Monday, February 9, 1998 Published at 11:25 GMT
Bhutan: a land frozen in time
All buildings must conform to ancient Bhutanese designs
The tiny kingdom of Bhutan lies in the Himalayan Mountains, with Tibet and China to the north and India to the south.
Indeed, the autocratic monarch, King Jigme Singye Wangchuck, has gone to great lengths to preserve the culture and purity of the land and its people and to keep out Western influences.
Television and jeans are banned; only about 5,000 tourist permits are granted each year; and Westerners can only travel in organised tour groups.
By royal decree, all buildings must be constructed in traditional style with multi-coloured wood frontages, small arched windows and sloping roofs.
Bhutan is an absolute monarchy without a written constitution.
Its system of government is unusual in that power is shared by the King, the Council of Ministers, the National Assembly and the Head Abbot of Bhutan's 4,000 Bhuddist monks.
The King, who has four wives, all sisters, has been in power for 25 years and rules from a monastery-fortress on the outskirts of Thimphu, the capital.
Bhutan is one of the poorest nations in the world: in 1992 GNP per head was reckoned to be $468 a head.
Agriculture is the main source of income for most of the 600,000 Bhutanese citizens who grow potatoes, oranges and cardamom.
Timber is also important as about 60% of the total land area is covered in forest.
Only one paved road crosses the country and there is very little traffic.
On farmland and in the forest, no mechanised vehicles are used. Rice and potatoes are gathered by hand, planks are sawn and taken down the mountains on yaks and ponies.
The state religion is Mahayan Buddhism, although the ethnic Nepalese, called "southern Bhutanese", are Hindu.
These include organising demonstrations demanding democratic rights and refusing to recognise the King's authority, which amounts to treason.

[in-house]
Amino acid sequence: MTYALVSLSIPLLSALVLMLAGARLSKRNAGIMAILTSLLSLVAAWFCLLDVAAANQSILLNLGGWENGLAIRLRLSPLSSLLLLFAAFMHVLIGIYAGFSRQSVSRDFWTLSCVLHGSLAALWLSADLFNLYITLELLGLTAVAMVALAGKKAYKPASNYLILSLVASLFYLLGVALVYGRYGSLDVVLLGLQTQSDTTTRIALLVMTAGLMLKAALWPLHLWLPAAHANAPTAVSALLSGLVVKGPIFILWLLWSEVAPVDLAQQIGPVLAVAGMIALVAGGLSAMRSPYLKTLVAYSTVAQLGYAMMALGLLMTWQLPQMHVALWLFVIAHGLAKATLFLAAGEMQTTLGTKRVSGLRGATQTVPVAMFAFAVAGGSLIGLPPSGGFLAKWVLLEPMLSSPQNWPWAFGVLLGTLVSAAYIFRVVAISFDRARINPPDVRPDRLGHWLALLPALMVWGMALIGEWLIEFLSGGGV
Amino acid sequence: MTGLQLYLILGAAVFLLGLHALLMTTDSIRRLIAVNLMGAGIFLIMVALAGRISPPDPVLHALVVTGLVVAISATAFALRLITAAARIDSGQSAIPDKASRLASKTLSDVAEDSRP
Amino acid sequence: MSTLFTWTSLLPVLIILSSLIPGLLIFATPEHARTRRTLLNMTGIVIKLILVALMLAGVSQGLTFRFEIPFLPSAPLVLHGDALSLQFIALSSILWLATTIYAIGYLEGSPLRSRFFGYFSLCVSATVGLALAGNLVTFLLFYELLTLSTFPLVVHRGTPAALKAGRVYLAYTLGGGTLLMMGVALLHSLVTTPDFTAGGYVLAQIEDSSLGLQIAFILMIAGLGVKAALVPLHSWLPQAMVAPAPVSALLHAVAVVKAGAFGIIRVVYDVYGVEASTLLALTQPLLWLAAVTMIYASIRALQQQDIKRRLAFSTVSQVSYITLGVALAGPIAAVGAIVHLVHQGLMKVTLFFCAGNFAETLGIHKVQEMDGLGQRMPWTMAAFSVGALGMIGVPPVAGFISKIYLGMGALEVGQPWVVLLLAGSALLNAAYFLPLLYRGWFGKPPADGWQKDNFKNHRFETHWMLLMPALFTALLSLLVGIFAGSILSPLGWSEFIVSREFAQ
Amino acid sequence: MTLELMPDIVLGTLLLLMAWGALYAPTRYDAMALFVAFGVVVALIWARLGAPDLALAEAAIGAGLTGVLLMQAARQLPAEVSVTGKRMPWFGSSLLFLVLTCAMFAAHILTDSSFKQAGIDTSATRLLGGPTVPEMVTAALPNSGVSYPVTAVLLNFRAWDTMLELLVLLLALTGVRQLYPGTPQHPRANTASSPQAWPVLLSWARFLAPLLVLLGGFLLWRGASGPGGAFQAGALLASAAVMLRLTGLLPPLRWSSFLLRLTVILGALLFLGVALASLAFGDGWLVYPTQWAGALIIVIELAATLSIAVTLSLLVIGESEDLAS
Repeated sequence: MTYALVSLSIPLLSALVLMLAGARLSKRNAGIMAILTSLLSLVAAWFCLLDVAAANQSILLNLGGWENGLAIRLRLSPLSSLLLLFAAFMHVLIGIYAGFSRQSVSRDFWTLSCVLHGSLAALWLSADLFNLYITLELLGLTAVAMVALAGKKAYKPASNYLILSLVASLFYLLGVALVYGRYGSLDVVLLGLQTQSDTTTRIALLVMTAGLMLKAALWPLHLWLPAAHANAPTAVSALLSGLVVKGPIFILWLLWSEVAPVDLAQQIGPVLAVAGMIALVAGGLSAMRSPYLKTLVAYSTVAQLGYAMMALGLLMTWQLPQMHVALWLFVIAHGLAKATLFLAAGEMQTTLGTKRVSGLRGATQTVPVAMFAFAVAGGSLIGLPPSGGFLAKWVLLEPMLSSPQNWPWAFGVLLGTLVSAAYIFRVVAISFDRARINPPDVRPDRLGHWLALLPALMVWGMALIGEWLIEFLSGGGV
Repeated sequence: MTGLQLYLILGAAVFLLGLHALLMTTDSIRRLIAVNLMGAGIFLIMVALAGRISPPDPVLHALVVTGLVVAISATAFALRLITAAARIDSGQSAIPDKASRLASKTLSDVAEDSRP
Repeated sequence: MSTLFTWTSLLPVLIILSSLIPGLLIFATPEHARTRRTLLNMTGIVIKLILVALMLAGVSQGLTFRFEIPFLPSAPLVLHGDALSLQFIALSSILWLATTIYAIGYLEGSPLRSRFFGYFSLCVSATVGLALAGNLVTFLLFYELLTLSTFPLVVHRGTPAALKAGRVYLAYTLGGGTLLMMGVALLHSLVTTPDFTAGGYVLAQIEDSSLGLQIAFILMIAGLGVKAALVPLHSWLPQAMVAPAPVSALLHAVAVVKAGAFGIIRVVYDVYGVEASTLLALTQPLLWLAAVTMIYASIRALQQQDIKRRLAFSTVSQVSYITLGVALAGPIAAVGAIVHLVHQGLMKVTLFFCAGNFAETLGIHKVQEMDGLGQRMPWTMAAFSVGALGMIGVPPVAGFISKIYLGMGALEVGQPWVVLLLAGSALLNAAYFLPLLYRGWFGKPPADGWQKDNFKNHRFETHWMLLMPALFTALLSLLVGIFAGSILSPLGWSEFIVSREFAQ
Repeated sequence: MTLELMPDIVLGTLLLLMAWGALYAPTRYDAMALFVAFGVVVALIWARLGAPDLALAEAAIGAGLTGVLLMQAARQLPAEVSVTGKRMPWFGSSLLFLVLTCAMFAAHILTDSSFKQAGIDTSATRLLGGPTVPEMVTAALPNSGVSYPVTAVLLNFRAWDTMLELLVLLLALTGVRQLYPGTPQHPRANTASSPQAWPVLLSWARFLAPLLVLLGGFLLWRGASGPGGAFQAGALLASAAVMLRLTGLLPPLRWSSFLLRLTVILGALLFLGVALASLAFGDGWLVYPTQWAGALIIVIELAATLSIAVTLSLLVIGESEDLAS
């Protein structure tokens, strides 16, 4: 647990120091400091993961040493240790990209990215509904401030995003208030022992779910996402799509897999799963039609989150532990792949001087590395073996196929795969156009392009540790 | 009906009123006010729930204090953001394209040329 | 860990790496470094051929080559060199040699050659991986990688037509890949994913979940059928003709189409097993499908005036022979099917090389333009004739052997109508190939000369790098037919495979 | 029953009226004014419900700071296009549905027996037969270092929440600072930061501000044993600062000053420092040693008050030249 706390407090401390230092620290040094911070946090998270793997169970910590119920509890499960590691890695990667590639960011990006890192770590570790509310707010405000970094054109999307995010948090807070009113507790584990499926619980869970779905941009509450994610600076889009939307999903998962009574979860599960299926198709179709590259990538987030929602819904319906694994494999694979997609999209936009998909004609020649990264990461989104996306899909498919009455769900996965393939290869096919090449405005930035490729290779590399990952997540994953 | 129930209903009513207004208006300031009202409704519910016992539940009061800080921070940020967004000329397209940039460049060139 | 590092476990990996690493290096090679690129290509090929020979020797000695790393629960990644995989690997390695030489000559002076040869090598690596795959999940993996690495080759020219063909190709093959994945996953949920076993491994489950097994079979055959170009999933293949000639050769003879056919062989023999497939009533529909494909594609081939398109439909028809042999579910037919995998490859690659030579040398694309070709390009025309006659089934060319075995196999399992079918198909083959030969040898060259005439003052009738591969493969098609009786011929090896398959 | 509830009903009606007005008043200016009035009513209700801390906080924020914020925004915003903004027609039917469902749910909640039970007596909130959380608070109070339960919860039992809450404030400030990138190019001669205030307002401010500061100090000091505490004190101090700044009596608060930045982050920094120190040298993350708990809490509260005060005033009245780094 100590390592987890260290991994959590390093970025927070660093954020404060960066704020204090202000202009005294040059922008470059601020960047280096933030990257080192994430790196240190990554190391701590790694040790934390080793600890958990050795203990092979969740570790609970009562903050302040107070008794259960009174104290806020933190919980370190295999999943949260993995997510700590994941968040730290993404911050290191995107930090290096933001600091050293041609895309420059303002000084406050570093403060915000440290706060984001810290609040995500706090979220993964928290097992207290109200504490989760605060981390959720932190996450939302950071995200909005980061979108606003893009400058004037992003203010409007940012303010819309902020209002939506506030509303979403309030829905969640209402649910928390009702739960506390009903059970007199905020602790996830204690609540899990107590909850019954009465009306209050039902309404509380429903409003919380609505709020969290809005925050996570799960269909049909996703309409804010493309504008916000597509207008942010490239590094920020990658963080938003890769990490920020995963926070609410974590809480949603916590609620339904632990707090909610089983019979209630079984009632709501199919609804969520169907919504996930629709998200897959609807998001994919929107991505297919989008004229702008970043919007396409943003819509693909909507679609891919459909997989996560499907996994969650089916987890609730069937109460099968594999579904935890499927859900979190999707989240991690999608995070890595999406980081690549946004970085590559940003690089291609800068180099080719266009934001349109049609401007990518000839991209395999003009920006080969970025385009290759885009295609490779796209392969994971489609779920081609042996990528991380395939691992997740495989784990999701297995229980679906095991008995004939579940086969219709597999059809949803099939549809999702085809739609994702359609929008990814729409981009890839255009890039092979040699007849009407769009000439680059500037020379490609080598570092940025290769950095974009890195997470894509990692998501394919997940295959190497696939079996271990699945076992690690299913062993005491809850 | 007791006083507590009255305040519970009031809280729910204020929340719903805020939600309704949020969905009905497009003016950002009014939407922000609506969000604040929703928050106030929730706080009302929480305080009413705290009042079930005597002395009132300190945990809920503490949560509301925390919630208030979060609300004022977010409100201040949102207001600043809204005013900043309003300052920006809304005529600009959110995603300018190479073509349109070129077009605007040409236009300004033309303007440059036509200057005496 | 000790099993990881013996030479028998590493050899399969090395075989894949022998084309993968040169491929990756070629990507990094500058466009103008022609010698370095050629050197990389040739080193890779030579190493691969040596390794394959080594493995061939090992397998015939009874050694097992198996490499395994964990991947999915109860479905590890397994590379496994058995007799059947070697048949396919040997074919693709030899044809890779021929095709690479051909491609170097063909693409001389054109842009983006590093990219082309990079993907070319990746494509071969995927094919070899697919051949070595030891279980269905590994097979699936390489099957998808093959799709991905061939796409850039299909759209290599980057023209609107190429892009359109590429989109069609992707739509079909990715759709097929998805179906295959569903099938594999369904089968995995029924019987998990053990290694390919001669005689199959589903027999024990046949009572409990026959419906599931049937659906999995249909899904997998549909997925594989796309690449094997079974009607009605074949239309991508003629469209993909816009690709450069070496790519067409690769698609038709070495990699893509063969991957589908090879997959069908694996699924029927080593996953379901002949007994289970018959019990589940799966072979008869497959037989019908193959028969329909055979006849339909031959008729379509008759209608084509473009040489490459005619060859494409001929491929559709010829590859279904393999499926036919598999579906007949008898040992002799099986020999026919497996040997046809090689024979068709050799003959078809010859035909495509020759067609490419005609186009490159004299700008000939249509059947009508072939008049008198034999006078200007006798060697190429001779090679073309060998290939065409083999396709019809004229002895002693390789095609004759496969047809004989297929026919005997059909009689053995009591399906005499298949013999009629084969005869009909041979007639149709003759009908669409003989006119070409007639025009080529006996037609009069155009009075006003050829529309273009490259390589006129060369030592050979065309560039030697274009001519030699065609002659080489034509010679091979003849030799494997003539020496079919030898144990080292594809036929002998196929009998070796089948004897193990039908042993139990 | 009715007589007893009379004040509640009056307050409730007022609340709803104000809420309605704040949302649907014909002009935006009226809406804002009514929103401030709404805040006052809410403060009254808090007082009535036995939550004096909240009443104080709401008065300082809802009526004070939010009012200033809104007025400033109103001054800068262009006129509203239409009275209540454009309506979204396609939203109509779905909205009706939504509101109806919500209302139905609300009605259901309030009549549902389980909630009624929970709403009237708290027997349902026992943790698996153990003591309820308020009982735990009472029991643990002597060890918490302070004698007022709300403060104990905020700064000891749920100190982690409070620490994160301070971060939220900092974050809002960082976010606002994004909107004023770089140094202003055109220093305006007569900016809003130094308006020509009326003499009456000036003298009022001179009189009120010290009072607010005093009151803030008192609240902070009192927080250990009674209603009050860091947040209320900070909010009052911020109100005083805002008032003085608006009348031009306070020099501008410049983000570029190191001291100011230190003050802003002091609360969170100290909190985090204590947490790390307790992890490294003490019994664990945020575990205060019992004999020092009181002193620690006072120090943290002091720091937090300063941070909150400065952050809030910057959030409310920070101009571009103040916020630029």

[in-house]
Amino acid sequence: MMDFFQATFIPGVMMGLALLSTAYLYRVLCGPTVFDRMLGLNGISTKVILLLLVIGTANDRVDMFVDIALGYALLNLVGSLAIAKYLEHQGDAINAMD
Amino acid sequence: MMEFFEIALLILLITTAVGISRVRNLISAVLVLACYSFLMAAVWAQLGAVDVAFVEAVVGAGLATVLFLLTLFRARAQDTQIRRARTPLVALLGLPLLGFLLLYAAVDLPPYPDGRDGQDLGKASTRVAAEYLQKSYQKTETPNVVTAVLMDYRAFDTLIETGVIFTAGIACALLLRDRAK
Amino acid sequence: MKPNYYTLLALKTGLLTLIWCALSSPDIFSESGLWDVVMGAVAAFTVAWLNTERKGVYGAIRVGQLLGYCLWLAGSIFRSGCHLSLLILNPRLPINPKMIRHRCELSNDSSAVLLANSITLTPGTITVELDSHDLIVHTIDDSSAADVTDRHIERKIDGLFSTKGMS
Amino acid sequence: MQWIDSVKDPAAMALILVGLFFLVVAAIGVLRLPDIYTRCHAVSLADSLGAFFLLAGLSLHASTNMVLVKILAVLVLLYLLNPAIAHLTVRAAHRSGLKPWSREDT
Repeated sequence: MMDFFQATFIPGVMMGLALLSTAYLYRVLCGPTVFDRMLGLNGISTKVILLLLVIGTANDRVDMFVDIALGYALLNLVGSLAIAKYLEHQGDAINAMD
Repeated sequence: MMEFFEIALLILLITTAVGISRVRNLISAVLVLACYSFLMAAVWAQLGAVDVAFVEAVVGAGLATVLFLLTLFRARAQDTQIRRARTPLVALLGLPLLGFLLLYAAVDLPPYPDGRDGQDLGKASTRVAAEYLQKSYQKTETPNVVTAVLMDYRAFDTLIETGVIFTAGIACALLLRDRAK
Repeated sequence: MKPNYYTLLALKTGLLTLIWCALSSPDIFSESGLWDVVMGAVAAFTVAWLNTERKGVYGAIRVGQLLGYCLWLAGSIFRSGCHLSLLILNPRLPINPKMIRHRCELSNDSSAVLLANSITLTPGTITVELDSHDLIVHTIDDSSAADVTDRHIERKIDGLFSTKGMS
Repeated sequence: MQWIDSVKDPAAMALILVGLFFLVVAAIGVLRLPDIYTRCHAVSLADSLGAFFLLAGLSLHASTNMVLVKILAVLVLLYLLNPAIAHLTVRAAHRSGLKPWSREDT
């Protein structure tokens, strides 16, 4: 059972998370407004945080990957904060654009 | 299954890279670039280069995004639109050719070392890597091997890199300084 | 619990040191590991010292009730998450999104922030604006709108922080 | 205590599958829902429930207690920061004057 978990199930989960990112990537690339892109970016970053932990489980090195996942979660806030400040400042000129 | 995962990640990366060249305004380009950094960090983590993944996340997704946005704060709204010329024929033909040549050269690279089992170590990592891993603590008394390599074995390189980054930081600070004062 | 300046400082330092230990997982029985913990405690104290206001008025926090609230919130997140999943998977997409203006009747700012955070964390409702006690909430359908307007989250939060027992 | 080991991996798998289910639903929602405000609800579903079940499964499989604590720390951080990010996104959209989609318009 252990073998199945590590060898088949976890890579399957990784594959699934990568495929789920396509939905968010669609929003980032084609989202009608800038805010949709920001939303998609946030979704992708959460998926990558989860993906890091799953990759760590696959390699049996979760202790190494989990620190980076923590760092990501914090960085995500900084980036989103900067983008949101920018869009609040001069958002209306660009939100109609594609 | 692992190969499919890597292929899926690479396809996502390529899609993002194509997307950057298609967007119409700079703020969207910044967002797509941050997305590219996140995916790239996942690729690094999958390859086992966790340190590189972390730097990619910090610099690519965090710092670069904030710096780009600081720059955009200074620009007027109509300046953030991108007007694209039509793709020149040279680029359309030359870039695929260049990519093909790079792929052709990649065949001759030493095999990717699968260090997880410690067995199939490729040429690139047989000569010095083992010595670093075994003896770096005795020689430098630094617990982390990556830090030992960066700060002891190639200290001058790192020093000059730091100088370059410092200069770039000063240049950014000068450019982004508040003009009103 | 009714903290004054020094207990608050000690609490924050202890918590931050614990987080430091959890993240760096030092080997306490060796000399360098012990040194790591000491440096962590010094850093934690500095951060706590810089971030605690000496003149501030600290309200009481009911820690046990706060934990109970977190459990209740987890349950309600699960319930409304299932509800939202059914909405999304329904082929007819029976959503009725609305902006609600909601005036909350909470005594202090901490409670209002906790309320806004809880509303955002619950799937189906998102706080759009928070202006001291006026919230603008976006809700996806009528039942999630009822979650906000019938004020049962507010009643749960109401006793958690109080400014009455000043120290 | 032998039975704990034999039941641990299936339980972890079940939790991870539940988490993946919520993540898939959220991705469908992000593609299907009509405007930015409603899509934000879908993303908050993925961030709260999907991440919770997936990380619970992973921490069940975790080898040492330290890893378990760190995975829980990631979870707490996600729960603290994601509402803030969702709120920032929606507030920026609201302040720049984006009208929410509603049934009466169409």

1907 The first hereditary King of Bhutan is crowned.
1910 An Anglo-Bhutanese Treaty places Bhutan's foreign relations under the supervision of the Government of British India.
1949 After India becomes independent, the Indo-Bhutan Treaty of Friendship allows Bhutan to seek advice on foreign relations with the right to decide whether or not to accept such advice.
1953 King Jigme Dorji Wangchuck establishes the National Assembly.
1959 China takes control of Tibet and Bhutan grants asylum to 6,000 Tibetan refugees.
1972 The king dies and is replaced by his son, the Western-educated Crown Prince Jigme Singye Wangchuck.
1979 The National Assembly decrees that by the end of the year, refugees must accept Bhutanese citizenship or be repatriated.
1988 A census finds thousands of "illegal immigrants" in southern Bhutan. Many are in fact ethnic Nepalis, resident in Bhutan for some 20 years. The authorities impose highly unpopular measures requiring them to adopt northern Bhutanese traditions and culture.
1990 Following pro-democracy demonstrations in southern Bhutan and demands from ethnic minorities for a greater role in the country's political and economic life, thousands of Nepalis flee to refugee camps in Nepal.
The small and faction-ridden Bhutan People's Party (BPP) embarks on a campaign of violence and intimidation, blowing up bridges and looting schools.
1992 The former leader of the BPP, D K Rai, is sentenced by a Bhutanese court to life imprisonment.
The Bhutan National Democratic Party (BNDP) is founded in Kathmandu.
1993 Teknath Rizal, alleged to be the mastermind behind 'terrorist' activities in southern Bhutan, is jailed for life.
They would be placed in four categories: bona fide Bhutanese forcefully evicted; Bhutanese who emigrated; non-Bhutanese and Bhutanese who committed criminal acts
1996 The situation remains unresolved as Nepal demands all refugees should be accepted by Bhutan.
Bhutan suspects that many who claim to be Bhutanese are simply Nepalis attracted by a better standard of living, free education and health care.
1998 Prince Charles visits Bhutan.
Amnesty International Reports human rights violations against the ethnic Nepalese community and other groups.
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